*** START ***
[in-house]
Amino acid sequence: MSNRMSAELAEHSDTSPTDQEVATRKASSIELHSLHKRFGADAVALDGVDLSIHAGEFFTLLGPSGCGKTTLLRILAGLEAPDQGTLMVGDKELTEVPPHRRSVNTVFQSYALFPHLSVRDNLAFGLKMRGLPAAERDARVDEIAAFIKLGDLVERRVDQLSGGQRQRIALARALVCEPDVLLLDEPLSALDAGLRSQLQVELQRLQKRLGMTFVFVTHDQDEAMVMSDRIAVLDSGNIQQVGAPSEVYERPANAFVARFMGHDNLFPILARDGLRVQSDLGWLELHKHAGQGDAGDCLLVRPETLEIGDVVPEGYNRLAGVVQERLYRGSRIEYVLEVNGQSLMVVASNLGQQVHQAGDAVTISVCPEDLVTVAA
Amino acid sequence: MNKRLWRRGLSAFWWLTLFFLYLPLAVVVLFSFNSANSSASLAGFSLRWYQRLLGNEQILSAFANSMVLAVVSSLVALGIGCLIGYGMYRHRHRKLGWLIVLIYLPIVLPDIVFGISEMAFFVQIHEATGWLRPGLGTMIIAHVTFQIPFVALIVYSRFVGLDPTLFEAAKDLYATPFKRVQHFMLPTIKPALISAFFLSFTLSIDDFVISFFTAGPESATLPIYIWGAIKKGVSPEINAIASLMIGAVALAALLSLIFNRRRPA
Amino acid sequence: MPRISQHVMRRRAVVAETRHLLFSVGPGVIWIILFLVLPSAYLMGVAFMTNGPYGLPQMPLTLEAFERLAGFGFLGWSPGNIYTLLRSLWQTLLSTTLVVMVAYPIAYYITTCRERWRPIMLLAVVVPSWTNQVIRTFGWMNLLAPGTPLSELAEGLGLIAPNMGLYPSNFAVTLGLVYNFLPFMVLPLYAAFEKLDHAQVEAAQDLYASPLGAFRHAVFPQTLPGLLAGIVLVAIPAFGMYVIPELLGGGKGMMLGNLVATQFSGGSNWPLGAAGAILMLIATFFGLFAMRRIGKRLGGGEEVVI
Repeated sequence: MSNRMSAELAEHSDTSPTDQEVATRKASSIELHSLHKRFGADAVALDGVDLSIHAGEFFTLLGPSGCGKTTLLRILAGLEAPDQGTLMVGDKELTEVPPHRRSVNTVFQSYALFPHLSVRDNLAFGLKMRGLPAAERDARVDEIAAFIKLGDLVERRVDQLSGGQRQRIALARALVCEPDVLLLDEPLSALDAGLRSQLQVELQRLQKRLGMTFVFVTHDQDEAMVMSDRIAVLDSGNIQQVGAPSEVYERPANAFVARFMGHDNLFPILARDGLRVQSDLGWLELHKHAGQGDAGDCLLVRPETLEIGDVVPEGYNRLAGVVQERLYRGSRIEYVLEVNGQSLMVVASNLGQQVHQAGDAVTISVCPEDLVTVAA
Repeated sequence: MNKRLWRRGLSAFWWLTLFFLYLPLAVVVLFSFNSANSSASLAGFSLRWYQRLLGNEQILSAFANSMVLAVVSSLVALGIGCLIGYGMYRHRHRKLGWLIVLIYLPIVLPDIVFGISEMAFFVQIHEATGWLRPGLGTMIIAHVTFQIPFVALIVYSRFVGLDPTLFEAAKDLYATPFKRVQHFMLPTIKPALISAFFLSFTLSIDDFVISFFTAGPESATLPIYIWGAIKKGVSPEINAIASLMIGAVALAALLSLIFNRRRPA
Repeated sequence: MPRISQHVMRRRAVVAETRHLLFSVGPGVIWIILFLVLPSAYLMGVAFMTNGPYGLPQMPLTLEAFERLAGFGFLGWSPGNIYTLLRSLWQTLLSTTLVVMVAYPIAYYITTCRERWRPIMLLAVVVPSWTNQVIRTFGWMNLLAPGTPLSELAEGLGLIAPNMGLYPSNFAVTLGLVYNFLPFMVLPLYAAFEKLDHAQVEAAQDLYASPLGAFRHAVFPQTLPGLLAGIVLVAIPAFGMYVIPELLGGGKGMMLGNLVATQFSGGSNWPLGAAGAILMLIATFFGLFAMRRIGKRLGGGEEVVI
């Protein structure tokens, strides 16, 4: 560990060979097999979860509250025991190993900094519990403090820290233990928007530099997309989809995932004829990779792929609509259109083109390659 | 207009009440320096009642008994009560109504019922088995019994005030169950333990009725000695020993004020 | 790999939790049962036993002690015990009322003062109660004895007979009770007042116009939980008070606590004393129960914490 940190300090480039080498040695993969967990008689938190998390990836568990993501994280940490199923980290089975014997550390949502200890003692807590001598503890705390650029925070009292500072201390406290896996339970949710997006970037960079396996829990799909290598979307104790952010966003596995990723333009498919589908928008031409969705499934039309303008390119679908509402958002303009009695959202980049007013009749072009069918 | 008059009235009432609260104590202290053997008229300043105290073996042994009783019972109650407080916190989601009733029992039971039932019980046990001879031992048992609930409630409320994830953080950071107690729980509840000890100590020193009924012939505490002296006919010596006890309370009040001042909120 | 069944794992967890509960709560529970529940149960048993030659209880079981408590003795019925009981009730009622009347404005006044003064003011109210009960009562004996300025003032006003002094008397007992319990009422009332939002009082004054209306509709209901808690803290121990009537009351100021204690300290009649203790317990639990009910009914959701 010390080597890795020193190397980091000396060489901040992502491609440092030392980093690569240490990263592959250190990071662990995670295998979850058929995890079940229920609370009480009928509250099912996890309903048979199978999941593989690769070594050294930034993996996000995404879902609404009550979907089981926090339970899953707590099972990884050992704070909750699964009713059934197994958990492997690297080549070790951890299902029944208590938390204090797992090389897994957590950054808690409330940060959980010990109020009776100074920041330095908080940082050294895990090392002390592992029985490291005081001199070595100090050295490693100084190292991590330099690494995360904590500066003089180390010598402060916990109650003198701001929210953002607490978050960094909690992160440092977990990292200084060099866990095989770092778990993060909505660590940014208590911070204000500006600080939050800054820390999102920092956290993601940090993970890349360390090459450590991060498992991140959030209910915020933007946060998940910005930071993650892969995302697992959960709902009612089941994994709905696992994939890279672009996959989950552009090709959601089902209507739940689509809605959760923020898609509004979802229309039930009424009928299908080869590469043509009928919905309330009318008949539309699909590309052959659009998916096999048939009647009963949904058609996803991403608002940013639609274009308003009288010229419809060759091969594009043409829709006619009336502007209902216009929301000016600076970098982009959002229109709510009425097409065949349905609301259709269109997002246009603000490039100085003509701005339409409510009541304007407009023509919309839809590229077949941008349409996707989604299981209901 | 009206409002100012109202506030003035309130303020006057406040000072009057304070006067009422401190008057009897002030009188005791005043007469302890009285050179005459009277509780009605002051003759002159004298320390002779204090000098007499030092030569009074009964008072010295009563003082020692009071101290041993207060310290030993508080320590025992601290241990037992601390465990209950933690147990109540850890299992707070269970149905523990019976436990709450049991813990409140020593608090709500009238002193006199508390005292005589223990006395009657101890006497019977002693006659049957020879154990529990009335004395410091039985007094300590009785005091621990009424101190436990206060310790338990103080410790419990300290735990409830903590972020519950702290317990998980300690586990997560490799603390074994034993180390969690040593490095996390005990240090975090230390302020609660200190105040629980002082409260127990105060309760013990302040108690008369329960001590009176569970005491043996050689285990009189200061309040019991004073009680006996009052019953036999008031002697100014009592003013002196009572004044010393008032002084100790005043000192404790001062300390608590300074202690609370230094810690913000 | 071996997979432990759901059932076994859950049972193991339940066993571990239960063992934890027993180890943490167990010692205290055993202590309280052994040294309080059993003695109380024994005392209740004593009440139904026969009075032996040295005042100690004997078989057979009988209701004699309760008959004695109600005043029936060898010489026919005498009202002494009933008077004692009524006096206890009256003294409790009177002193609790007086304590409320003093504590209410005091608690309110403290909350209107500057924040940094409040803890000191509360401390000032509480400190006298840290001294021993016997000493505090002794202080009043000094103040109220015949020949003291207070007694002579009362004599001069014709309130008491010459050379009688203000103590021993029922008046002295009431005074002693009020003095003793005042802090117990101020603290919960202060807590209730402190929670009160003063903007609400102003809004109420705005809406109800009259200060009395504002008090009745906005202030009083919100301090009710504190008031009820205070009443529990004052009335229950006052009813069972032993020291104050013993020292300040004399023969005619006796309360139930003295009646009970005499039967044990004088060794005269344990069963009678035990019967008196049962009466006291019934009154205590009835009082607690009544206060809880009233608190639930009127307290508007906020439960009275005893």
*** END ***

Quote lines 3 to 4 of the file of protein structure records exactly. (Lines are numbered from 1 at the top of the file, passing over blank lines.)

Amino acid sequence: MNKRLWRRGLSAFWWLTLFFLYLPLAVVVLFSFNSANSSASLAGFSLRWYQRLLGNEQILSAFANSMVLAVVSSLVALGIGCLIGYGMYRHRHRKLGWLIVLIYLPIVLPDIVFGISEMAFFVQIHEATGWLRPGLGTMIIAHVTFQIPFVALIVYSRFVGLDPTLFEAAKDLYATPFKRVQHFMLPTIKPALISAFFLSFTLSIDDFVISFFTAGPESATLPIYIWGAIKKGVSPEINAIASLMIGAVALAALLSLIFNRRRPA
Amino acid sequence: MPRISQHVMRRRAVVAETRHLLFSVGPGVIWIILFLVLPSAYLMGVAFMTNGPYGLPQMPLTLEAFERLAGFGFLGWSPGNIYTLLRSLWQTLLSTTLVVMVAYPIAYYITTCRERWRPIMLLAVVVPSWTNQVIRTFGWMNLLAPGTPLSELAEGLGLIAPNMGLYPSNFAVTLGLVYNFLPFMVLPLYAAFEKLDHAQVEAAQDLYASPLGAFRHAVFPQTLPGLLAGIVLVAIPAFGMYVIPELLGGGKGMMLGNLVATQFSGGSNWPLGAAGAILMLIATFFGLFAMRRIGKRLGGGEEVVI